Brad Stevens chooses confrontation-over-talent for his starting-5
Besides Danny Ainge being attached at the hip to Marcus Smart, Danny just loves that type of player. The every-rebound-and-loose-ball-is-mine attitude. Marcus Morris has some of that in him, too, and that is why the Marci are in the starting unit, and the Celtics have gone on a run.
Smart and Morris were part of the Bench With Attitude in the early going of a less-than-expected season. When their attitude was transferred to the starting unit, things turned around in a positive way very quickly.
In a contract year, Morris is showing not only that he belongs, but that he could be vital in Boston's run to a Title. In the last nine games, he is averaging 29 MPG, 17.7 PPG, 5.8 RPG and 2.0 APG while shooting 51% from the field, 41% from the 3-point arc, and 92 % from the free throw line. Smart simply can not be defined. But in the right line-up where his shooting woes can be tolerated, he can win games (per The Crossover's Rob Mahoney):
The Celtics finally unlock the killer rotation they've searched for all year, moving Jaylen Brown and Gordon Hayward to the bench and affording both players the room they need to work out the kinks.
Boston has its killer starting lineup—just not quite the one it envisioned. Stevens replaced Hayward with Marcus Morris, a beefier wing with a simpler game, and Brown with Marcus Smart, a guard who approaches every 50-50 ball with life-or-death gravity. It’s a less talented starting five than the Celtics had hoped, yet within it those talents stretch further. What was the 27th-ranked offense before the change has been the best in the league since—separated by an incredible 16 points per 100 possessions, according to according to NBA.com.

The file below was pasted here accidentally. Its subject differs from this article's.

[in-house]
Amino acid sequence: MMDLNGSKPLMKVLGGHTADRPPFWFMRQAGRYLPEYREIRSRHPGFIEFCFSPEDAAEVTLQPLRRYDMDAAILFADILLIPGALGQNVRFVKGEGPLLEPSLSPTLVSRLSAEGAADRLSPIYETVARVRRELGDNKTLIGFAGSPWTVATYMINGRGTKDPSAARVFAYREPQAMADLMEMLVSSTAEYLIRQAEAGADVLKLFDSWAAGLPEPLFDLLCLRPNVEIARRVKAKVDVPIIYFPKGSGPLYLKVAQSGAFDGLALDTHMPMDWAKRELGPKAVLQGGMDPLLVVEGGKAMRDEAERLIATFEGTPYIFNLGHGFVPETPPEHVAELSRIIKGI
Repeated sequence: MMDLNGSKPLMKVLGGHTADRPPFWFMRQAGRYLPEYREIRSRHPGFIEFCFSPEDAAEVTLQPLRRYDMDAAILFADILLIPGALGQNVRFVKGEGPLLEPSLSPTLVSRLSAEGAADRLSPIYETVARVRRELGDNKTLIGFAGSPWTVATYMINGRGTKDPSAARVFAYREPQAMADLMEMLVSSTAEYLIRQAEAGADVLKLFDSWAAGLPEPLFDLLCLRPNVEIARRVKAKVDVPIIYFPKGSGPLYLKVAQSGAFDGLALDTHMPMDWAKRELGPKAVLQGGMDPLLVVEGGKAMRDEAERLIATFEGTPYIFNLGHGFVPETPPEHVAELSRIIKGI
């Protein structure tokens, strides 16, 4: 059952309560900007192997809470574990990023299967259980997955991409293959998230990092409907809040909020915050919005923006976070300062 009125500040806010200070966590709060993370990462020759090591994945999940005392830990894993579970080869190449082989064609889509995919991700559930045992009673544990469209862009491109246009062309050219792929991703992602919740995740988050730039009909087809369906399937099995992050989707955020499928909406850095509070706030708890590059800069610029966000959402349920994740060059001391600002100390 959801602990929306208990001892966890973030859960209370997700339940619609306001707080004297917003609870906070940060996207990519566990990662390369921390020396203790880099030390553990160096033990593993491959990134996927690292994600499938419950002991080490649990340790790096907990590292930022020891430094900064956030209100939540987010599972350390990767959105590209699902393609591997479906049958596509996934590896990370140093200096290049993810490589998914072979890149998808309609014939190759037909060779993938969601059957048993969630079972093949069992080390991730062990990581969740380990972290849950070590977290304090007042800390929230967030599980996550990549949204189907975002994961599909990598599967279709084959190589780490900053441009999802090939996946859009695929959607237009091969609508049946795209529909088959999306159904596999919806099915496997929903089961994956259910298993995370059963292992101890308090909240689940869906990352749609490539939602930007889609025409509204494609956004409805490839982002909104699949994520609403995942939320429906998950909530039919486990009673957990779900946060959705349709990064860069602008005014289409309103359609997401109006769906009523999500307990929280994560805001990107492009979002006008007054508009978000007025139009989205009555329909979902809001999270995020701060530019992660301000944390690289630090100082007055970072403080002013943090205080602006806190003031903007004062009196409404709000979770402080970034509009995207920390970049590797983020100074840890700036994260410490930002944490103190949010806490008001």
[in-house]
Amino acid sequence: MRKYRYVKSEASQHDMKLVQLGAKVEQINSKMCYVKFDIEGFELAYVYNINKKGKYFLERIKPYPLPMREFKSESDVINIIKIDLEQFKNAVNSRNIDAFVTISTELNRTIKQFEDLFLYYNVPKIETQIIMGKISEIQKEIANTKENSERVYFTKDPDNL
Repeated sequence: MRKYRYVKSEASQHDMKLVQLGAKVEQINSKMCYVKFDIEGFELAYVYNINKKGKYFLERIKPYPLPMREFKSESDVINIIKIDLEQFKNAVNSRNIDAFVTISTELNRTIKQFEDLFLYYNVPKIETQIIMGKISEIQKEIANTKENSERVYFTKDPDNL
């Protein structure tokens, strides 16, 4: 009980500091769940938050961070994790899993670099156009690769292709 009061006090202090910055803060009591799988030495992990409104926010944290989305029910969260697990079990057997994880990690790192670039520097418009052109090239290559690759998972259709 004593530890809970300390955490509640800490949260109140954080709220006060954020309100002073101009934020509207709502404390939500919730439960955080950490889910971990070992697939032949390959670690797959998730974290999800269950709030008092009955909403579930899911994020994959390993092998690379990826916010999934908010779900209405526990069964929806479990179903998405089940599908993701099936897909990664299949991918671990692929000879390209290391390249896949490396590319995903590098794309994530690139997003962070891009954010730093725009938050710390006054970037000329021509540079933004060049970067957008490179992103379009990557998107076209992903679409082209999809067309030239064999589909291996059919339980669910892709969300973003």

Is Marcus Morris more skilled than Gordon Hayward? I think not. How about Marcus Smart having better skills than Jaylen Brown? It is at least debatable. But the Celtics are winning. No debate there (per Rob Mahoney):
It isn’t enough to be skillful. For Boston to make good on the promise of this roster, it has to play in a way that actively challenges opponents—a more confrontational style than lilting mid-range jumpers allow. Fortunately for the Celtics, confrontation may be what Morris and Smart do best.